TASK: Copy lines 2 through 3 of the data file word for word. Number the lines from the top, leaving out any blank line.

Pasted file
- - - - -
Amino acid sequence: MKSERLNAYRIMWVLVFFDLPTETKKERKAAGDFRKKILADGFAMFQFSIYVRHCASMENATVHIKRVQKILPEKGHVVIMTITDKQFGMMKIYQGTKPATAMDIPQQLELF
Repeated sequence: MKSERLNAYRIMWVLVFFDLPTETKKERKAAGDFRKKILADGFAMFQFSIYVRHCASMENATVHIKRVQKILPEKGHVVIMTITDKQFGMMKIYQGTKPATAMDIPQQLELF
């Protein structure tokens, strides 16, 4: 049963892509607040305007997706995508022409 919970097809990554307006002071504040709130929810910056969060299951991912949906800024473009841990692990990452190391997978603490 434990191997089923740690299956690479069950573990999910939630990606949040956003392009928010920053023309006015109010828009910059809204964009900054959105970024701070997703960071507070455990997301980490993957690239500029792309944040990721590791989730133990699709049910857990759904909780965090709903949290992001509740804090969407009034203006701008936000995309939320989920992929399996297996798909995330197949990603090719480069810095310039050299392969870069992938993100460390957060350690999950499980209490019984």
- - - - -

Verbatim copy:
Repeated sequence: MKSERLNAYRIMWVLVFFDLPTETKKERKAAGDFRKKILADGFAMFQFSIYVRHCASMENATVHIKRVQKILPEKGHVVIMTITDKQFGMMKIYQGTKPATAMDIPQQLELF
């Protein structure tokens, strides 16, 4: 049963892509607040305007997706995508022409 919970097809990554307006002071504040709130929810910056969060299951991912949906800024473009841990692990990452190391997978603490 434990191997089923740690299956690479069950573990999910939630990606949040956003392009928010920053023309006015109010828009910059809204964009900054959105970024701070997703960071507070455990997301980490993957690239500029792309944040990721590791989730133990699709049910857990759904909780965090709903949290992001509740804090969407009034203006701008936000995309939320989920992929399996297996798909995330197949990603090719480069810095310039050299392969870069992938993100460390957060350690999950499980209490019984």